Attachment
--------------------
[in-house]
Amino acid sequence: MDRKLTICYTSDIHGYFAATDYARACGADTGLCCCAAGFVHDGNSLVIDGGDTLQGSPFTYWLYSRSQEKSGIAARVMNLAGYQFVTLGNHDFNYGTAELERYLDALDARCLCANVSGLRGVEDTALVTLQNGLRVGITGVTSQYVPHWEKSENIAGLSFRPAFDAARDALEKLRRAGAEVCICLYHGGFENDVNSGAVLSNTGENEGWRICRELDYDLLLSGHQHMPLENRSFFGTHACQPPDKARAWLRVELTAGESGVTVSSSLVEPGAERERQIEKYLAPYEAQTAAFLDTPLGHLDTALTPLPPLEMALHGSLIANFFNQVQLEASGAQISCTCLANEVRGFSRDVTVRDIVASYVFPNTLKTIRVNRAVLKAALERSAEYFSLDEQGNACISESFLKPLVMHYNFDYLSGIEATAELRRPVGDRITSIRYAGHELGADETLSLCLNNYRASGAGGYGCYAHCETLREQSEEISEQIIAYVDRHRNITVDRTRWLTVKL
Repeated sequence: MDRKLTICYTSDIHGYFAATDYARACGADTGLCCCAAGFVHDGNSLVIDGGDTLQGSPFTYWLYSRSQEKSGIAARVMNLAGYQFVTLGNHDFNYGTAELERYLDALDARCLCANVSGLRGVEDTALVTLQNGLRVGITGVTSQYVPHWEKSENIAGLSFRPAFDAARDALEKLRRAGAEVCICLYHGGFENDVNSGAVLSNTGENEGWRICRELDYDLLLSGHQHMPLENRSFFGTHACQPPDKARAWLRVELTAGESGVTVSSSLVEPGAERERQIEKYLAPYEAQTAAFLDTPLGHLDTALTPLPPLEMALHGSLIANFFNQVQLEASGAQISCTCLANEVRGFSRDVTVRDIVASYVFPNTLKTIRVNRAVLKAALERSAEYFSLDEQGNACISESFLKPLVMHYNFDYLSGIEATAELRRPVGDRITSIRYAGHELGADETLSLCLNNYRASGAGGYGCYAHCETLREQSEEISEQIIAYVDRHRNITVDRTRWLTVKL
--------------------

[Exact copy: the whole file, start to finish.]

[in-house]
Amino acid sequence: MDRKLTICYTSDIHGYFAATDYARACGADTGLCCCAAGFVHDGNSLVIDGGDTLQGSPFTYWLYSRSQEKSGIAARVMNLAGYQFVTLGNHDFNYGTAELERYLDALDARCLCANVSGLRGVEDTALVTLQNGLRVGITGVTSQYVPHWEKSENIAGLSFRPAFDAARDALEKLRRAGAEVCICLYHGGFENDVNSGAVLSNTGENEGWRICRELDYDLLLSGHQHMPLENRSFFGTHACQPPDKARAWLRVELTAGESGVTVSSSLVEPGAERERQIEKYLAPYEAQTAAFLDTPLGHLDTALTPLPPLEMALHGSLIANFFNQVQLEASGAQISCTCLANEVRGFSRDVTVRDIVASYVFPNTLKTIRVNRAVLKAALERSAEYFSLDEQGNACISESFLKPLVMHYNFDYLSGIEATAELRRPVGDRITSIRYAGHELGADETLSLCLNNYRASGAGGYGCYAHCETLREQSEEISEQIIAYVDRHRNITVDRTRWLTVKL
Repeated sequence: MDRKLTICYTSDIHGYFAATDYARACGADTGLCCCAAGFVHDGNSLVIDGGDTLQGSPFTYWLYSRSQEKSGIAARVMNLAGYQFVTLGNHDFNYGTAELERYLDALDARCLCANVSGLRGVEDTALVTLQNGLRVGITGVTSQYVPHWEKSENIAGLSFRPAFDAARDALEKLRRAGAEVCICLYHGGFENDVNSGAVLSNTGENEGWRICRELDYDLLLSGHQHMPLENRSFFGTHACQPPDKARAWLRVELTAGESGVTVSSSLVEPGAERERQIEKYLAPYEAQTAAFLDTPLGHLDTALTPLPPLEMALHGSLIANFFNQVQLEASGAQISCTCLANEVRGFSRDVTVRDIVASYVFPNTLKTIRVNRAVLKAALERSAEYFSLDEQGNACISESFLKPLVMHYNFDYLSGIEATAELRRPVGDRITSIRYAGHELGADETLSLCLNNYRASGAGGYGCYAHCETLREQSEEISEQIIAYVDRHRNITVDRTRWLTVKL